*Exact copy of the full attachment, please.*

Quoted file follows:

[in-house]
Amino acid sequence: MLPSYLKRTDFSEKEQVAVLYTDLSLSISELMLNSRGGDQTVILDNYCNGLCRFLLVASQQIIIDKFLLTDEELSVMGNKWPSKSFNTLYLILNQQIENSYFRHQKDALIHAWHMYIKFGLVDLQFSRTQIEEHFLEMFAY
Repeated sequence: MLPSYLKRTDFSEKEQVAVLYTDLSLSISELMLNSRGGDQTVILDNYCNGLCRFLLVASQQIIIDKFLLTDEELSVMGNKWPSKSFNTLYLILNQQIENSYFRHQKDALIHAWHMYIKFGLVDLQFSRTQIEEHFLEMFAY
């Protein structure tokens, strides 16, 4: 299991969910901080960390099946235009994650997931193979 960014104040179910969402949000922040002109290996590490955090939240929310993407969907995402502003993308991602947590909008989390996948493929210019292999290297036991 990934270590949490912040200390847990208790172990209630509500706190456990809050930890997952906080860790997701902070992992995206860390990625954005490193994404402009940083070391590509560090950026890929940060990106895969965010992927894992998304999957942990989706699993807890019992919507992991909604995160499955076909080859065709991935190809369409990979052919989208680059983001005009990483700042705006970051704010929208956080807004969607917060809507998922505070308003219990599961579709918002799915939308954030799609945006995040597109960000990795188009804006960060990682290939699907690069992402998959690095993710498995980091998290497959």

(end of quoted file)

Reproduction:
[in-house]
Amino acid sequence: MLPSYLKRTDFSEKEQVAVLYTDLSLSISELMLNSRGGDQTVILDNYCNGLCRFLLVASQQIIIDKFLLTDEELSVMGNKWPSKSFNTLYLILNQQIENSYFRHQKDALIHAWHMYIKFGLVDLQFSRTQIEEHFLEMFAY
Repeated sequence: MLPSYLKRTDFSEKEQVAVLYTDLSLSISELMLNSRGGDQTVILDNYCNGLCRFLLVASQQIIIDKFLLTDEELSVMGNKWPSKSFNTLYLILNQQIENSYFRHQKDALIHAWHMYIKFGLVDLQFSRTQIEEHFLEMFAY
């Protein structure tokens, strides 16, 4: 299991969910901080960390099946235009994650997931193979 960014104040179910969402949000922040002109290996590490955090939240929310993407969907995402502003993308991602947590909008989390996948493929210019292999290297036991 990934270590949490912040200390847990208790172990209630509500706190456990809050930890997952906080860790997701902070992992995206860390990625954005490193994404402009940083070391590509560090950026890929940060990106895969965010992927894992998304999957942990989706699993807890019992919507992991909604995160499955076909080859065709991935190809369409990979052919989208680059983001005009990483700042705006970051704010929208956080807004969607917060809507998922505070308003219990599961579709918002799915939308954030799609945006995040597109960000990795188009804006960060990682290939699907690069992402998959690095993710498995980091998290497959």